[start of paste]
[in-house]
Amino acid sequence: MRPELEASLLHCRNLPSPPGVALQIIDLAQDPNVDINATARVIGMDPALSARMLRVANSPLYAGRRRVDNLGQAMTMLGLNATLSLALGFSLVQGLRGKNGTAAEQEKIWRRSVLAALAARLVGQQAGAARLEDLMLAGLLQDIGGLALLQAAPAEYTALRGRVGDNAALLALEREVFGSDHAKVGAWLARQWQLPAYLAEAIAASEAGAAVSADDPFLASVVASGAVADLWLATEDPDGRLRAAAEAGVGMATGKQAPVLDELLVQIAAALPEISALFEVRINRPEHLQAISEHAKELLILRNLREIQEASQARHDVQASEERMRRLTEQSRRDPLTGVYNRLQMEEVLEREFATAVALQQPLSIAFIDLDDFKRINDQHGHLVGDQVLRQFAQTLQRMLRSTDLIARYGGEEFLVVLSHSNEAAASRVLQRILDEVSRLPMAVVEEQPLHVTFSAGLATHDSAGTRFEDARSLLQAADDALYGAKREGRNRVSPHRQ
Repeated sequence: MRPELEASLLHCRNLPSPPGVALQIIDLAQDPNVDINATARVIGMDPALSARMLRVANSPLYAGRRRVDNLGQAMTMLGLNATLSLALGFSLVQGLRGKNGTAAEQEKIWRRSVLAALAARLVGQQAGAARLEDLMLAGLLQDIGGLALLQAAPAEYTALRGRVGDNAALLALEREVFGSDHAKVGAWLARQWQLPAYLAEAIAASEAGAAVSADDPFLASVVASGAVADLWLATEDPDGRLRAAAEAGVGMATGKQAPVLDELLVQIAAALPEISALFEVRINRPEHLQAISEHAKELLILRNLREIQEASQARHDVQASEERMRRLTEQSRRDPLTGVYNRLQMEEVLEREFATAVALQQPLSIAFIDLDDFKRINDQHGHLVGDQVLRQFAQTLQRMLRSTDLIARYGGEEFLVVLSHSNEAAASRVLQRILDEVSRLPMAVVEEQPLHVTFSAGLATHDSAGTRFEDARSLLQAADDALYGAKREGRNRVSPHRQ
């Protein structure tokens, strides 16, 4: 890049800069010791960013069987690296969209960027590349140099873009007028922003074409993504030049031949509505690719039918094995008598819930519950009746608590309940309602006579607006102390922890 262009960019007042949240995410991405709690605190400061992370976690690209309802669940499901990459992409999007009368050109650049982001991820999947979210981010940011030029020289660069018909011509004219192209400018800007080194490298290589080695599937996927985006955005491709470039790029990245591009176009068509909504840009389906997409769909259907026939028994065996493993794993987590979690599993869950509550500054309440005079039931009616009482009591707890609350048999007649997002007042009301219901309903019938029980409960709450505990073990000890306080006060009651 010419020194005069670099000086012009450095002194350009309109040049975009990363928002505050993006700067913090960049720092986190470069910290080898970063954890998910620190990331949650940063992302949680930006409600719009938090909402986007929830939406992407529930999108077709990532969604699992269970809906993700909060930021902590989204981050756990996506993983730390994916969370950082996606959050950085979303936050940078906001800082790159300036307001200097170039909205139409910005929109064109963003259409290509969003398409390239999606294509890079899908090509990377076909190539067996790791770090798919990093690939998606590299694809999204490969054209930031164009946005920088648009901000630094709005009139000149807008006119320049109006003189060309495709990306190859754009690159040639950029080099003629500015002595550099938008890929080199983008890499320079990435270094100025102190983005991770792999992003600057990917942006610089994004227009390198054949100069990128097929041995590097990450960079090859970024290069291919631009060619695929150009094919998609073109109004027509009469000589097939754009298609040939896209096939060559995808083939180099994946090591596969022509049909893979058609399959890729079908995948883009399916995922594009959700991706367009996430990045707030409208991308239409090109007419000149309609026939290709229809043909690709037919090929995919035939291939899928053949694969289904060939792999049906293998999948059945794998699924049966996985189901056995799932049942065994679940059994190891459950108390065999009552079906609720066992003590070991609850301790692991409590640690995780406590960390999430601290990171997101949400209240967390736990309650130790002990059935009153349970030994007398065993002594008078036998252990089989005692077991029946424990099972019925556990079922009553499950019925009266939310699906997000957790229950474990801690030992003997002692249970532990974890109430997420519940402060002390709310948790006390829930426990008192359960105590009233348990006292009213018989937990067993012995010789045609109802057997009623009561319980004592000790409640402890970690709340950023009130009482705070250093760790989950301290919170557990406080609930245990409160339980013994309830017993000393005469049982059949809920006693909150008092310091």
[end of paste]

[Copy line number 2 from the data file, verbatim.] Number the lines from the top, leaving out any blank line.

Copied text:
Amino acid sequence: MRPELEASLLHCRNLPSPPGVALQIIDLAQDPNVDINATARVIGMDPALSARMLRVANSPLYAGRRRVDNLGQAMTMLGLNATLSLALGFSLVQGLRGKNGTAAEQEKIWRRSVLAALAARLVGQQAGAARLEDLMLAGLLQDIGGLALLQAAPAEYTALRGRVGDNAALLALEREVFGSDHAKVGAWLARQWQLPAYLAEAIAASEAGAAVSADDPFLASVVASGAVADLWLATEDPDGRLRAAAEAGVGMATGKQAPVLDELLVQIAAALPEISALFEVRINRPEHLQAISEHAKELLILRNLREIQEASQARHDVQASEERMRRLTEQSRRDPLTGVYNRLQMEEVLEREFATAVALQQPLSIAFIDLDDFKRINDQHGHLVGDQVLRQFAQTLQRMLRSTDLIARYGGEEFLVVLSHSNEAAASRVLQRILDEVSRLPMAVVEEQPLHVTFSAGLATHDSAGTRFEDARSLLQAADDALYGAKREGRNRVSPHRQ